Is the idea of addressing a universal truth/trend rather than a here-and-now truth/trend?
This may sound a bit bizarre without context, but ultimately the point is this: What are you trying to say? Is the objective of your campaign to list the best places to visit this year, or is it to explain why you should spend your money on experiences instead of things?
The first of these two examples is based on current insights into places worth visiting this year. It offers a current, here-and-now truth that can be very useful to travel enthusiasts (i.e. it’s not evergreen). This list could be more valuable, though, if you want to target a niche audience that is looking for more than the most popular places to visit every year – something that has already been posted about many times on travel sites.
In the second example, the content is based on the science behind why one choice is better than the other. While we can’t say results will never change – studies on the benefits of travel are released regularly – this piece reflects an overall concept rather than something that only applies now, which makes it evergreen. This approach worked and really resonated with readers, receiving more than 1.8 million total shares, according to BuzzSumo.
Is the idea tool- or resource-based?
If you’re going to take the time, money, and effort to develop a tool or calculator for readers, making something that’s only relevant for the next few months may not be worth the resources you put into its creation.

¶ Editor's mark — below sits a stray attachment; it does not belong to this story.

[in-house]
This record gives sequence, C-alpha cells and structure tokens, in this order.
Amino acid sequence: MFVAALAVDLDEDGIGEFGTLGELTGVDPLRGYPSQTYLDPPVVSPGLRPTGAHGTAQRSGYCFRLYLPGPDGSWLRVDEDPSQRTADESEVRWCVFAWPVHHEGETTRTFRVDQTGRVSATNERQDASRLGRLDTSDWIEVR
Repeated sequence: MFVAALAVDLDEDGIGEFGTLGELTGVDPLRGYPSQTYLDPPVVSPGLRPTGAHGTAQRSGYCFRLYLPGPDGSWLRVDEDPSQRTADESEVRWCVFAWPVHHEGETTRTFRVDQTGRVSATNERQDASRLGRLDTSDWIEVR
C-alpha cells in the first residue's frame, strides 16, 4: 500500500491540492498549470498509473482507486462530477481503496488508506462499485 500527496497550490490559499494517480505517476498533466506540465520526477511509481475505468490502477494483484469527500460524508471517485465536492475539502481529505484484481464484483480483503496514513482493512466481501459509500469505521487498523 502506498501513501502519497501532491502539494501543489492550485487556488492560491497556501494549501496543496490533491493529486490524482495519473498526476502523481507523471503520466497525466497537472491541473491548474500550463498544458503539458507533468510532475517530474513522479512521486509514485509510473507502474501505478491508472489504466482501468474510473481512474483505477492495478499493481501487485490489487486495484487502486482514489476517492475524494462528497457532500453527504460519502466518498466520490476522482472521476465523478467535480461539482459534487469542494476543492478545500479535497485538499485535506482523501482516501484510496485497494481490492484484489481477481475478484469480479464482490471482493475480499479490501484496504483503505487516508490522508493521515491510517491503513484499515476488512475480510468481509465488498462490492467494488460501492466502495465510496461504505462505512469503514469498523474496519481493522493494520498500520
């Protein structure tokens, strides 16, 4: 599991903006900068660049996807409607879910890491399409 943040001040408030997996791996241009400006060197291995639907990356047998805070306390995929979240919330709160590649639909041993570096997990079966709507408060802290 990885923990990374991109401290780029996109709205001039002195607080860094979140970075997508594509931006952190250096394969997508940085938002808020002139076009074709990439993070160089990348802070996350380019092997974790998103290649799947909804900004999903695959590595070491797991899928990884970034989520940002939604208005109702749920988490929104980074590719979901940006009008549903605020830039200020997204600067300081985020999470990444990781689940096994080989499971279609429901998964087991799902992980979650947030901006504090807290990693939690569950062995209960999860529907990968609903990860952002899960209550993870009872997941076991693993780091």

In what way is your idea newsworthy?
There are several elements of newsworthiness. Depending on which ones apply to your idea, you may be able to get a glimpse into what kind of content you should be producing (whether it’s timely or evergreen).
Without going into the definitions of these elements, the general way to think of this is that evergreen content should function like a feature story rather than a hard news story.
Feature stories explore concepts, trends, and information that doesn’t have an immediacy to it, which is why elements like human interest and consequence fall into the “evergreen” category. Imagine your idea is going to be turned into a news article – would you cut right to the chase in the first paragraph, or would you build up to a conclusion?
Another important consideration to keep in mind when figuring out whether your content strategy should be evergreen is to see if you have the resources to continue promoting a campaign in a year’s time or even several years’ time. Sure, organic traffic can continue as a result of a strong initial performance, but you’ll most likely need to be ready to re-promote the content way down the line to get more links. If you can’t do this, consider sticking with timely content you can heavily promote when it’s at its peak relevance.
Best of Both Worlds: A Strategy That Includes Timely and Evergreen Content
You’re not going to be able to have a million ideas that are both timely and evergreen, but you can outline a strategy that includes both timely and evergreen content so you can reap the benefits of each type.
The most important factor in achieving this is to have efficient ideation. When you begin brainstorming different ideas that provide value to your audience, make sure to ask yourself the following:
If you can answer these questions, you’re on your way to having a campaign idea with both timely and evergreen assets that tell the full story.